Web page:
The Tigress and the Yogi (Shelley Schanfield)
Shelley Schanfield’s fascination with Buddhism and yoga arose fifteen years ago, when she and her son were pursuing black belts in Tae Kwon Do in Ann Arbor, Michigan.
Tae Kwon Do, like all the Eastern martial arts, includes techniques developed by Buddhist monks to calm and focus the mind. These techniques provided a source of physical and spiritual strength when devastating illness struck her family. Inspired by the Buddha’s transformational teachings, she set out to learn as much as she could about who he was. By profession a librarian, Shelley immersed herself in research on the time, place, and spiritual traditions that 2500 years ago produced Prince Siddhartha, who became the Buddha. Yoga, in some form, has a role in all of these traditions. While studying yoga’s history, Shelley began her own practice, which proved as transformational as Buddhist meditation.
Because she loves historical fiction, Shelley looked for a good novel about the Buddha. Unsatisfied with what she found, she decided to write her own. Her research had sparked her curiosity about Yasodhara, the woman who became Siddhartha’s wife, and she became inspired by the personal and spiritual struggles of women who knew him. She began to write the Sadhana trilogy, three novels that tell their stories.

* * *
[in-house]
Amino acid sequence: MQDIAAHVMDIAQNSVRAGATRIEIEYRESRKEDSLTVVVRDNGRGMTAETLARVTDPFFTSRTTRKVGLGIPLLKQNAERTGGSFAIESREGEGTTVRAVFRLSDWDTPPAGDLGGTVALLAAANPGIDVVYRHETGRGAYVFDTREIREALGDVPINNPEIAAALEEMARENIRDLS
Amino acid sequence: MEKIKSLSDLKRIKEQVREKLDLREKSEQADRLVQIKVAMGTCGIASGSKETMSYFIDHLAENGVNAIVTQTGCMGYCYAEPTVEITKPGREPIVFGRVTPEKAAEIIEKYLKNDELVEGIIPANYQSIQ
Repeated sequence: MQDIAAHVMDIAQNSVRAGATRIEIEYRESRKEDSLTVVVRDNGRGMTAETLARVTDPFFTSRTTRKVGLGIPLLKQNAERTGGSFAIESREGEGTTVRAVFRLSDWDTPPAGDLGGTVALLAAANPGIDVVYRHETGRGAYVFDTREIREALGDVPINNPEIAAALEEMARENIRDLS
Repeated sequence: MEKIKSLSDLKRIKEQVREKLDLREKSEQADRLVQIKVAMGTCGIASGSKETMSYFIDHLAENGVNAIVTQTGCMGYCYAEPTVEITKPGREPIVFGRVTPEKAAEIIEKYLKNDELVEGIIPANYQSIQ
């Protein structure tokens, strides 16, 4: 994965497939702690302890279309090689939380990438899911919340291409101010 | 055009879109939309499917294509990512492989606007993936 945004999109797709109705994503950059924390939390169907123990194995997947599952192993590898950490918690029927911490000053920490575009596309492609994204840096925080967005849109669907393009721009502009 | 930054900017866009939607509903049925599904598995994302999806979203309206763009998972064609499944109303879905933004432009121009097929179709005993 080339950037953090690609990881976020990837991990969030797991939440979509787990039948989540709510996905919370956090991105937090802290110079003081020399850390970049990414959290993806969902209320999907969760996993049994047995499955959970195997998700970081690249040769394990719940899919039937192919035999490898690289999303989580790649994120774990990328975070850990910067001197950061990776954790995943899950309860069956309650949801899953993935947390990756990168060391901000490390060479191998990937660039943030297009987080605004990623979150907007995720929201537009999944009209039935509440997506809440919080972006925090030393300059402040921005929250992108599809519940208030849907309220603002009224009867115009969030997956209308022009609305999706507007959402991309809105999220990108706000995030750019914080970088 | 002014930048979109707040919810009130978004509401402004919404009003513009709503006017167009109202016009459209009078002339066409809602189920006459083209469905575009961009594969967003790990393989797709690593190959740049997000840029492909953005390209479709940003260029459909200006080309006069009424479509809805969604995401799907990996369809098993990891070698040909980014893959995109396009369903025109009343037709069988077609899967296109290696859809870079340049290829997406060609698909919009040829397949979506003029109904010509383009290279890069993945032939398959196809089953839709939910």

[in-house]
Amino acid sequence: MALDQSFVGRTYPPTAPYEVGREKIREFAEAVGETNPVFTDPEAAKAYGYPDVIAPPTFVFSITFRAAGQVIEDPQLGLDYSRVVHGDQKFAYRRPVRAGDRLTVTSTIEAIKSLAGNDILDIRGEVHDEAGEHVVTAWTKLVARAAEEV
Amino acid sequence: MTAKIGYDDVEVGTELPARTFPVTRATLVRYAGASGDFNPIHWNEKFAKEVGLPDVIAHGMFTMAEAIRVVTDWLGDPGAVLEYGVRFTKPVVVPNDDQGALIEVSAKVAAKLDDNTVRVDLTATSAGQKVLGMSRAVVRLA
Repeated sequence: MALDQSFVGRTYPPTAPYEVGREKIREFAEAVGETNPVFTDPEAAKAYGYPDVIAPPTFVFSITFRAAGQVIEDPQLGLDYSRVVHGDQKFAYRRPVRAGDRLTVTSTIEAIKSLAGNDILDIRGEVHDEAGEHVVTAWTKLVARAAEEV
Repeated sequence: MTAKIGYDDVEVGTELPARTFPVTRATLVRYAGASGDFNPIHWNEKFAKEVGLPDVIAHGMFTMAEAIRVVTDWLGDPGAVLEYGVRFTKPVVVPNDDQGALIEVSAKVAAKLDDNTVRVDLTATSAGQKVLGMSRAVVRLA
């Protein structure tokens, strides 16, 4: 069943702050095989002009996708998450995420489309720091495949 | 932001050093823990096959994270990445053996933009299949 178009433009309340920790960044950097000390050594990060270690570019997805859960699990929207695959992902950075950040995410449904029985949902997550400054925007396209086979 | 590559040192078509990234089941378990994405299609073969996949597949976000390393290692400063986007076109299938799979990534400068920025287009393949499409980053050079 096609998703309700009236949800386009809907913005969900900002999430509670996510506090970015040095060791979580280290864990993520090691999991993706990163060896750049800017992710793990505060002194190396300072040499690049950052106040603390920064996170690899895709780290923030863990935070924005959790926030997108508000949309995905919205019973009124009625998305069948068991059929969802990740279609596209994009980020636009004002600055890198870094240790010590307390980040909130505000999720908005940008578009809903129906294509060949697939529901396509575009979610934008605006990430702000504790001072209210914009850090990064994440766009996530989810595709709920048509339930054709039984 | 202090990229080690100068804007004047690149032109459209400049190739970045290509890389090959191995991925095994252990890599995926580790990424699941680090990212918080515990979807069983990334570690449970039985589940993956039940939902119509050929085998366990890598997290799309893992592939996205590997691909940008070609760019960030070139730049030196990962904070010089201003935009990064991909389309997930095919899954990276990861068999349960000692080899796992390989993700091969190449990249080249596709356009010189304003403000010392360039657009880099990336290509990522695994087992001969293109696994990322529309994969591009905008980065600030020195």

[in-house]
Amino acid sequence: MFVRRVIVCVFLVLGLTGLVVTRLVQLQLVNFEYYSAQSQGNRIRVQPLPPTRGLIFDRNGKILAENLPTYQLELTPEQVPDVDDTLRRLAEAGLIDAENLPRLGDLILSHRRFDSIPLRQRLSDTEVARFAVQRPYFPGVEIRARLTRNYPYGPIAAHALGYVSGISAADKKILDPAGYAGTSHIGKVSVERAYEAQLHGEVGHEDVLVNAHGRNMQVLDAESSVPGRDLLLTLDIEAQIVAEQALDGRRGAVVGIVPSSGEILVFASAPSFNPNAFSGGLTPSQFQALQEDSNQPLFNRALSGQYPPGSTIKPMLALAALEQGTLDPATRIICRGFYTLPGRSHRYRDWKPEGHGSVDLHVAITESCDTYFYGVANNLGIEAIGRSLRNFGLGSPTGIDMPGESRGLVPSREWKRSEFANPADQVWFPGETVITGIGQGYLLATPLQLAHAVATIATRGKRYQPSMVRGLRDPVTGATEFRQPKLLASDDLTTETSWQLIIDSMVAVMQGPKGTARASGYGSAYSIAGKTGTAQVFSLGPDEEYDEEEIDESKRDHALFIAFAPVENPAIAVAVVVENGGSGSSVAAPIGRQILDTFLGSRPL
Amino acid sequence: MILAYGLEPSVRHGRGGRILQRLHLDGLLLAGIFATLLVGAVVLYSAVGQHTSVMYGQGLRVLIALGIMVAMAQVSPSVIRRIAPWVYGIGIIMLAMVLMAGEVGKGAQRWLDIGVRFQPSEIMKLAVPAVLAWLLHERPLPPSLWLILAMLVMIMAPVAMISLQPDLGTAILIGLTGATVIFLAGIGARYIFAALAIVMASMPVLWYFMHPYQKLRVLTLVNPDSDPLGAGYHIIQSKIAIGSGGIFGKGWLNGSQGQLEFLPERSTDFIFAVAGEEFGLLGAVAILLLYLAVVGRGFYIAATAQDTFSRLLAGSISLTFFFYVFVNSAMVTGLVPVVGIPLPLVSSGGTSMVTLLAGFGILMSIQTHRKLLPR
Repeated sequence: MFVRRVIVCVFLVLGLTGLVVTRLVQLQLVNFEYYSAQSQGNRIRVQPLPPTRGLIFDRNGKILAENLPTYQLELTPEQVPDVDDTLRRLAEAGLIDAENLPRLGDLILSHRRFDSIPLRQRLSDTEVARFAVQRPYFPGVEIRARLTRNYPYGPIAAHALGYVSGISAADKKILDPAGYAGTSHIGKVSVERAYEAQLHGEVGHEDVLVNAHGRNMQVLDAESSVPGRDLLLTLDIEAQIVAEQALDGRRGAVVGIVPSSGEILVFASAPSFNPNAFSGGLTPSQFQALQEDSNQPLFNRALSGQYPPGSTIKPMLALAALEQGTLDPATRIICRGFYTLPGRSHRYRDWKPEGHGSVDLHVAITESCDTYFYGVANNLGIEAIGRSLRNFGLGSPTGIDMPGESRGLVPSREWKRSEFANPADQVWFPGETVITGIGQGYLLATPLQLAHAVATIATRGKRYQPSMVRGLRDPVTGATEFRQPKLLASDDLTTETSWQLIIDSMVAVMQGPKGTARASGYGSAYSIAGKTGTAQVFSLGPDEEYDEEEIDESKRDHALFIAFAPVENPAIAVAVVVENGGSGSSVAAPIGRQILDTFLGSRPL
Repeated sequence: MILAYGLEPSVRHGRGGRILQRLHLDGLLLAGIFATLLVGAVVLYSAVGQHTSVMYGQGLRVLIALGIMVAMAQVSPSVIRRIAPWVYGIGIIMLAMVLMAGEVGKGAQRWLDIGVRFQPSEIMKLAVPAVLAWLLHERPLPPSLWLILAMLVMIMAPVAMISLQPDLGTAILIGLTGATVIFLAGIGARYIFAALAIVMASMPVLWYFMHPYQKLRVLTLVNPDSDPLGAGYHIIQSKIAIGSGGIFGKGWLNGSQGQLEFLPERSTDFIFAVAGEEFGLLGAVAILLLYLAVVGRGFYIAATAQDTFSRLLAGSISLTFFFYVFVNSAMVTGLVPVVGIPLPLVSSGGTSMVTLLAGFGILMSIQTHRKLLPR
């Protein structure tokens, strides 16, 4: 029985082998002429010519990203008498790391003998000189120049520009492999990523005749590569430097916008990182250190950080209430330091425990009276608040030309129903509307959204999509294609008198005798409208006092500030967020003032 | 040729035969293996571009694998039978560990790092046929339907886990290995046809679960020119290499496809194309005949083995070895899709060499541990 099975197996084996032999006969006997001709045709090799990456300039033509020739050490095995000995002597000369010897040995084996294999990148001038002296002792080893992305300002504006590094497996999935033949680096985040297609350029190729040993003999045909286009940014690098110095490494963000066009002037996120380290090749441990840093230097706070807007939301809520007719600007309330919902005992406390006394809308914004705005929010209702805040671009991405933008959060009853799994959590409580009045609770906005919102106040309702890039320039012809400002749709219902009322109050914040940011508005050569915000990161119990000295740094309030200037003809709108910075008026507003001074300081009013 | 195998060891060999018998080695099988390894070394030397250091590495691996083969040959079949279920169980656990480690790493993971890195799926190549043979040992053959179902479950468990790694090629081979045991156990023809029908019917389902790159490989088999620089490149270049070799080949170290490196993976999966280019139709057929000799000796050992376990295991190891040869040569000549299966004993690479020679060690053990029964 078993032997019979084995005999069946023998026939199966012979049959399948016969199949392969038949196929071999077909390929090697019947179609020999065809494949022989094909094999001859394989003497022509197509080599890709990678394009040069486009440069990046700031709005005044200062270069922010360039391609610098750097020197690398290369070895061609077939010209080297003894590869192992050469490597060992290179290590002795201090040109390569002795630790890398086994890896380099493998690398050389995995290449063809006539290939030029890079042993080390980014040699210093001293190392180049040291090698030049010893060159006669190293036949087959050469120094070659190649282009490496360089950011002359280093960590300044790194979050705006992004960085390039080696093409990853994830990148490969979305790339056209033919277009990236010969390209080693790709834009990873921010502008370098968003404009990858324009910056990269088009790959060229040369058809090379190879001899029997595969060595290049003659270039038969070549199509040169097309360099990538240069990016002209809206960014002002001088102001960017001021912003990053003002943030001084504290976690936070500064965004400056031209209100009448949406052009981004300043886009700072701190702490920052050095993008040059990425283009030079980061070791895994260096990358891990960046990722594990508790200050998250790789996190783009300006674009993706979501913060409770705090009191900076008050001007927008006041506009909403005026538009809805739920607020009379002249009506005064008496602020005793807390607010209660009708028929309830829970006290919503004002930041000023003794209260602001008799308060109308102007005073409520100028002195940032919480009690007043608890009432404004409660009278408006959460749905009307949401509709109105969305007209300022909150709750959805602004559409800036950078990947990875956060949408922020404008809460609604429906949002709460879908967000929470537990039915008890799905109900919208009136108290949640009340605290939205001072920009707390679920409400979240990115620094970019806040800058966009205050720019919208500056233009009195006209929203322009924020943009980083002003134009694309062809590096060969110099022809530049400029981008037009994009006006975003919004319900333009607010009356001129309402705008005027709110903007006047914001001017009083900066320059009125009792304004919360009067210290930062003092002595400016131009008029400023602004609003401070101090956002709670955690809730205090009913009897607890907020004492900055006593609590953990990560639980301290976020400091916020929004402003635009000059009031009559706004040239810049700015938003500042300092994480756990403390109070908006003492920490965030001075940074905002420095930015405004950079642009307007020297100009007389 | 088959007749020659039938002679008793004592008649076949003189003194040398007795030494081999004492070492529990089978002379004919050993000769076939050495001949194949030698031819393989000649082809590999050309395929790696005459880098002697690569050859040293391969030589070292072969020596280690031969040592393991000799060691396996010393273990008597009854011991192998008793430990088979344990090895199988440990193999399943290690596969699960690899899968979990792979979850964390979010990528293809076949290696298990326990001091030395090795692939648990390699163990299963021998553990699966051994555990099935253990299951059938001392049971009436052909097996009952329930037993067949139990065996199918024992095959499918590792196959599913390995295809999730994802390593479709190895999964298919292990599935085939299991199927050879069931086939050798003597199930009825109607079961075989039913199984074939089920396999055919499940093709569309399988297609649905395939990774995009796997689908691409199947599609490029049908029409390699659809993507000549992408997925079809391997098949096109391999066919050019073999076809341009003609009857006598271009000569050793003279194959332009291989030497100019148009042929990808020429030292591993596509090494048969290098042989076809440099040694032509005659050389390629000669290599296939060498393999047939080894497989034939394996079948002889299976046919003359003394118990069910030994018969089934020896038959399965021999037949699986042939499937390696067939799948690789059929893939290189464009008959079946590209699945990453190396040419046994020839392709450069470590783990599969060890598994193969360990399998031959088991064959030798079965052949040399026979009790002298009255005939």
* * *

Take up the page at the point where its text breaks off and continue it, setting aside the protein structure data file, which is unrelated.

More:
Shelley hung up her black belt to practice Iyengar yoga. Both disciplines have enriched her world and the world of her books.
A talking tigress. A wandering yogi.
When the outcaste girl Mala meets these two, it sets her on a journey from slavery to freedom through an ancient land where chaos threatens gods and mortals alike. She meets gods and goddesses, outlaws and kings, and the young prince Siddhartha, who is prophesied to become the Buddha.
“…fascinating reading for anyone remotely interested in Eastern religion and culture…With a strong and graceful writing style, Schanfield combines spirituality and action in a way that’s consistently compelling…an impressive debut…” Blue Ink Reviews
“With its violent, pulsating, and raw sensuality, this story of a heroine from the edges of Buddhist traditions appeals to the senses…Schanfield’s portrayal of the feminine aspects of the divine is highly potent…” Patty Comeau, five stars, Foreword Clarion Reviews